Animal welfare

Animal welfare

Balak | Numbers 22:2-25:9

When Balak, king of Moab, sees the defeat of his neighboring kings, he hires the non-Jewish prophet Bilaam to curse the Israelites. Bilaam, however, can say only what God has commanded, and so he utters blessings instead.

The story of Bilaam is probably best known for the comical episode of his confrontation with his she-ass. When Bilaam accepts Balak’s commission and travels to Moab, God sends an angel to block the way. The ass Bilaam is riding sees the terrible angel in the road with a drawn sword and refuses to move forward, prompting several beatings from her master. Finally, the Torah says, “the Lord opened the ass’s mouth” and it spoke: “What have I done to you that you have beaten me these three times?” You have ridden me for years, and you know I don’t normally behave this way.

Finally, Bilaam sees the angel. In the felicitous words of a colleague — God makes an ass out of Bilaam who cannot see what is obvious to a donkey, namely, that Bilaam is flouting God’s will.

Moreover, the ass’s complaint is completely legitimate. The Torah contains many commandments prohibiting cruelty to animals:

• If you see an animal staggering under its burden, you must help the owner unload it, even if the owner is your enemy.

• You may not yoke an ass and an ox together to a plow; their greatly different strengths will hurt the weaker animal.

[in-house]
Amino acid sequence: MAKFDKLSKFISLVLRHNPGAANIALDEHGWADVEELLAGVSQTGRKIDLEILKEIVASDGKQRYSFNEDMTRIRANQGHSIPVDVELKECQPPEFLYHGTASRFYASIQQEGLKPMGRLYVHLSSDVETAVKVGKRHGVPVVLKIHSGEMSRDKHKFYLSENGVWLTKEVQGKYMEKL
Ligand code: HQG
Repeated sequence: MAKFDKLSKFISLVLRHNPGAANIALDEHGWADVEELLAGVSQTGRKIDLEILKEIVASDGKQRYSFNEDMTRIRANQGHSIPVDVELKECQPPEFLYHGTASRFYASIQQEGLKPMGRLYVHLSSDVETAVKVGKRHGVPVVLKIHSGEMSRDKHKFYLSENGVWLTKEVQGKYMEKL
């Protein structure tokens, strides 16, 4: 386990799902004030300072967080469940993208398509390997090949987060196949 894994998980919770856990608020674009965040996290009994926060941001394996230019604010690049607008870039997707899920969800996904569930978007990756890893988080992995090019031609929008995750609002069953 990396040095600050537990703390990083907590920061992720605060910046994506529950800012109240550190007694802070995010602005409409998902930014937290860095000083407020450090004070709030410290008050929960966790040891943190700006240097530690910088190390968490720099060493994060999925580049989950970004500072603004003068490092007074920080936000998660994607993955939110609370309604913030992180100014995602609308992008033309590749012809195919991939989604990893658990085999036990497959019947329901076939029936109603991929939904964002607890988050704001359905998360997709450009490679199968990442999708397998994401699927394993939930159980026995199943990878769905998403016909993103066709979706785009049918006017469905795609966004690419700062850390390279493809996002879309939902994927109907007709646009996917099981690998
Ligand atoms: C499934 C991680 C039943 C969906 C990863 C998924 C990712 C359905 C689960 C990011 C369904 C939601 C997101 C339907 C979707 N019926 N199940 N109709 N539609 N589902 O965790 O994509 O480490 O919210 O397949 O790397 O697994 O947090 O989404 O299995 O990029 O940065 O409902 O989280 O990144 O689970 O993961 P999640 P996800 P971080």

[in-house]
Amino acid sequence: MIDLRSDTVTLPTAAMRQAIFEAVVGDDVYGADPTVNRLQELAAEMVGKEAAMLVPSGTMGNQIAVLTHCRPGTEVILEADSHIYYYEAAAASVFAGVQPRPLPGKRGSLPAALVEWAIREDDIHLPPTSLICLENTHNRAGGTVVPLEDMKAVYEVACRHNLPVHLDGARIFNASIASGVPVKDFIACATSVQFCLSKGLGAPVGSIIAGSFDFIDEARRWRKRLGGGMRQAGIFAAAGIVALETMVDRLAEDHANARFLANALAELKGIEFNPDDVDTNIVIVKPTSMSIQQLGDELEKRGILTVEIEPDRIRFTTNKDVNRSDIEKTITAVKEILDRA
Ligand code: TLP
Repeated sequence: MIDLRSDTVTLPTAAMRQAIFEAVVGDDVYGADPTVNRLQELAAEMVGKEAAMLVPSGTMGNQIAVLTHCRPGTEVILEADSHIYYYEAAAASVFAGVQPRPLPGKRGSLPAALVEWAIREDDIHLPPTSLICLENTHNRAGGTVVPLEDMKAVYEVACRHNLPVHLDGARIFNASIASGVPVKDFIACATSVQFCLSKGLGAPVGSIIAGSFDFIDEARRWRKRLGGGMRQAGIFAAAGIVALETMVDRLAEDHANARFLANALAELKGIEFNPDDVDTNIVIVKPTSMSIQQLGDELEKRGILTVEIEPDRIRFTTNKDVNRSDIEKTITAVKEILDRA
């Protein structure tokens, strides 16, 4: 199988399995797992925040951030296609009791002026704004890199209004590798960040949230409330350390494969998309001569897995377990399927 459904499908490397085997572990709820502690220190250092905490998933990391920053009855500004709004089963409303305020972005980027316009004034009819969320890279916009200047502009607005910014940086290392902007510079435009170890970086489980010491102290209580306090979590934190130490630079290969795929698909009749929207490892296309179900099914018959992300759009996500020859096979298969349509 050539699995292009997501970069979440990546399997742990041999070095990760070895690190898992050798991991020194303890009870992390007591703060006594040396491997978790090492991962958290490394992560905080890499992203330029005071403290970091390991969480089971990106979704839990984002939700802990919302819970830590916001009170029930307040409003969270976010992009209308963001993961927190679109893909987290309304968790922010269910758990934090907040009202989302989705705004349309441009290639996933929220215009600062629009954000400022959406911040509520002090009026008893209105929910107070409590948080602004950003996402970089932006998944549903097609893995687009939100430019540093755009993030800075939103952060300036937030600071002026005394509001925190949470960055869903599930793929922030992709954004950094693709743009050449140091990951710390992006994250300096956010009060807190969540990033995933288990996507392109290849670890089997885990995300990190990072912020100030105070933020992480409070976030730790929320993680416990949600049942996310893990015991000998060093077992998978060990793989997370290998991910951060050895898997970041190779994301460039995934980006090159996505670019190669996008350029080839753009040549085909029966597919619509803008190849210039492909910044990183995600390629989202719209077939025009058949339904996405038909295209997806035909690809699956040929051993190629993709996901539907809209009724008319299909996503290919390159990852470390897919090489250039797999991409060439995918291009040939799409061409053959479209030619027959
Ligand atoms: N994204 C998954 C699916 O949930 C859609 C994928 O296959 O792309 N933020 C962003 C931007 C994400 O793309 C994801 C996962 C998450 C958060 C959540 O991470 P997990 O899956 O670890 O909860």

• You must return a lost animal to its owner; if you cannot return it right away, you must provide it with food and water and milk it if necessary.

And the laws about the treatment of animals cover more than cruelty: Domestic animals may not work on Shabbat, and Halacha requires that at the end of the day, a person must feed his animals before he sits down to his own meal.

These and other laws require us to provide for the welfare of the animals, but nowhere in the Torah will you find the concept of animal “rights.” The Torah teaches that human beings may use animals for any legitimate purpose — work, food, clothing, medical research. However, we must do everything possible to minimize tza’ar ba’alei chaim, causing pain to living creatures.

Quite simply, there’s a difference between people — created in the image of God — and animals. I know many people who consider their pets members of the family, and I know pets can provide important benefits, not only as service animals but also as companions. Still, there are limits. I once turned down a request to include the bride’s poodle as part of her wedding ceremony.

Animals are God’s creatures, so the Torah teaches that we may use animals for our benefit — as long as we care for their welfare. What does that mean? Personally, I would draw the line between using animals in research that promises to provide a cure for cancer and using them to test cosmetics (but, then, I don’t wear makeup).

So, by all means, enjoy animals — as pets or for dinner. But you can rest assured that this rabbi won’t be officiating at any “bark mitzvas”!

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